The Return of The 1975: Decent Album, Better Tour

A review of the 1975’s new album “Being Funny in a Foreign Language” and their even more bizarre tour


Introducing their shortest album yet, popular indie-pop band The 1975 released their fifth studio album and opened the door to their most intimate era yet. Being Funny in a Foreign Language, or BFIAFL, was hugely anticipated by fans, and to many, the British band didn’t disappoint. However, the short and sweet BFIAFL wasn’t exactly what I expected from a band known for its long and strange records.

Though the record is good, it’s not great, and I would never declare it to be their best album like so many listeners claim. I can’t shake the feeling that something’s missing. Where’s the catch? The quirky instrumental song? The random breaks of silence? The jumpscare of a heavy rock song? The qualities that make all of their previous albums so… The 1975? Nonsensical lyrics are hardly surprising at this point in the band’s musical career, and although I appreciate the album now, it took multiple listens to do so. However, despite my criticisms, as a longtime fan of the band, I agree that it is a satisfying release, an apt continuation of the band’s career with its same unique alt-pop vibe that I have come to expect. I just wanted a little more

 The Brits-nominated album urges adolescents to focus on the simple things that age brings, assuring us that it will get better with time. The sweet message is a breath of fresh air for anyone who listens. 

Like always, The 1975 opens BFIAFL with a self-titled track—a sort of thesis to the album. And although the album itself is not my personal favorite, BFIAFL’s opening song is absolutely the best of all their album openers (thank you, Jack Antonoff). Maybe it’s just because I’m 17, an age the song references constantly, but I was hooked from the moment I first heard it. Matty aptly comments on the current age of technology, likening it to “scrolling through hell,” and he’s right: Being a teenager is complicated in all its glory of awkward relationships, endless schoolwork, and anxieties about the future—and social media only makes it worse, adding in unrealistic comparisons to the mix. The Brits-nominated album urges adolescents to focus on the simple things that age brings, assuring us that it will get better with time. The sweet message is a breath of fresh air for anyone who listens.

However, despite the almost simplistic message of the album, their album tour, “The 1975 At Their Very Best,” is decidedly complex. New fans were shocked by unexpected and theatrical performances; although the venue is intimate and literally homey with a huge stage taking the form of a deconstructed house, lead singer Matty Healy’s stunts on stage are anything but comfortable. Gnawing on raw meat, bringing fans up on stage to kiss them, Elvis-style, getting tattooed, and doing push-ups before crawling into a TV blaring a Ben Shapiro broadcast, the frontman’s bizarre interludes contrast the genial album.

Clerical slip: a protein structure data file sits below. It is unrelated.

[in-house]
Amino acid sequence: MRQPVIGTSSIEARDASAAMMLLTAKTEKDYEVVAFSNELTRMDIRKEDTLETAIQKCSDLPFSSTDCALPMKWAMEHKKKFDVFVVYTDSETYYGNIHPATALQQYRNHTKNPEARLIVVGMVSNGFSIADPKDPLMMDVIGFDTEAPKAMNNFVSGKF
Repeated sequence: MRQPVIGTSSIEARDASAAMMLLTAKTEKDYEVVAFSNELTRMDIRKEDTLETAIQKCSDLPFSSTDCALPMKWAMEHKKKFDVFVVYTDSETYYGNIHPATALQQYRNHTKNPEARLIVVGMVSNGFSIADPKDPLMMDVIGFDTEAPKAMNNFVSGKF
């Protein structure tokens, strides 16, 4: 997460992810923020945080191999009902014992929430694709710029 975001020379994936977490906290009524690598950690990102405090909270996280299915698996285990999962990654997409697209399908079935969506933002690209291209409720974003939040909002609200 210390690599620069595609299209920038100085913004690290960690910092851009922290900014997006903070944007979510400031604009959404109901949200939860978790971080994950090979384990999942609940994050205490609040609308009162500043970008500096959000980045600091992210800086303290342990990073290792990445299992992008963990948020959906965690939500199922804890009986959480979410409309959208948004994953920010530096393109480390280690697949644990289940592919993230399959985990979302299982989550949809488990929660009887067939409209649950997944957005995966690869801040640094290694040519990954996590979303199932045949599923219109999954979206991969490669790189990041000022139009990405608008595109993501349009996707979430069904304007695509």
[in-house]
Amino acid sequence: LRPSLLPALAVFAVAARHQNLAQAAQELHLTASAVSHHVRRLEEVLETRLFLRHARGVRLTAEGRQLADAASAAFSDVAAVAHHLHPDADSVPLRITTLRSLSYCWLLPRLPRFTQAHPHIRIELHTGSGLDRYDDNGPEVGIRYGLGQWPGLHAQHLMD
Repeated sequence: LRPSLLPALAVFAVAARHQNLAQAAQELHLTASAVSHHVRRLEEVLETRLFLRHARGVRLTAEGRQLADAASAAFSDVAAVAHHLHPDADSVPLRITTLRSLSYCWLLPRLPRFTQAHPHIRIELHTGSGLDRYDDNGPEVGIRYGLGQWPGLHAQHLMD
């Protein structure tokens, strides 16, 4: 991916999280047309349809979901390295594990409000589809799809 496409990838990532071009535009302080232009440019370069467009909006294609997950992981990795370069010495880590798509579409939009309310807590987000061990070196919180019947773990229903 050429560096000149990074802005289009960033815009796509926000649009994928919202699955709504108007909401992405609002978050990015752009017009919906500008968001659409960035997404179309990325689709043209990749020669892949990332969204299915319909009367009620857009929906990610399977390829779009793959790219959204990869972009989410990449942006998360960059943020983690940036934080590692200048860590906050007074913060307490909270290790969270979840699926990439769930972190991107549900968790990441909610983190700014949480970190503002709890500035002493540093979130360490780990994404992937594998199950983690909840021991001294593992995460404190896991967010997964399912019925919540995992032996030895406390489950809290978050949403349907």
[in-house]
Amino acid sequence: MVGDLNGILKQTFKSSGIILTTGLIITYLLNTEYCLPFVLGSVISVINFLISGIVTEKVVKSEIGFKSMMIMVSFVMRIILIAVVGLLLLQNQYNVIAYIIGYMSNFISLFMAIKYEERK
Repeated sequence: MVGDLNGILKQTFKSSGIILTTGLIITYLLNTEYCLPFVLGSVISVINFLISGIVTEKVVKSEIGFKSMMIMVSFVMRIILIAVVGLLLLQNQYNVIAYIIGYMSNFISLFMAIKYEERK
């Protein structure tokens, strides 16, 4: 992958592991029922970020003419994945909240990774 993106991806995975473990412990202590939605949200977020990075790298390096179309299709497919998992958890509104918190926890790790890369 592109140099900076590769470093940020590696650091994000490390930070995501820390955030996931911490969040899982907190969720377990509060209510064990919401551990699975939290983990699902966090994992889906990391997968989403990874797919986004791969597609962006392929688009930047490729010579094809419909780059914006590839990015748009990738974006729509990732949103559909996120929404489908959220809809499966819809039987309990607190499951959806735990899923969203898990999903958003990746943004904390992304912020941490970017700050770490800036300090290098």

1975 Tour Dates (via Instagram)

As these shows give the popular band even more media attention, it begs the question if the performances are merely publicity stunts, given the absurd number of viral concert clips and sold-out shows in every city. Longtime fans don’t think so—Matty has a reputation for being esoteric and, honestly, pretty off-putting. Critics and fans alike claim that it is a social commentary on toxic masculinity, the band’s own way of rebelling against social and political issues. I’d like to agree with that, although that could just be me grasping for any good reason behind Matty eating raw meat in front of thousands of people. It seems believable enough, right? Not really.

Vaguely political, elaborate, and bizarre—it’s that very description that makes their cult-like fan base loyal after nearly nine years. And yet that same loyalty is as unconventional as the band itself, with fans streaming into packed concert venues flaunting “I Hate Matty Healy” t-shirts all while spending hundreds of dollars on merchandise and throwing flowers on stage. The 1975 has never failed to attract teenagers throughout their entire musical career, providing a consistent lesson of the power of a unique sense of self.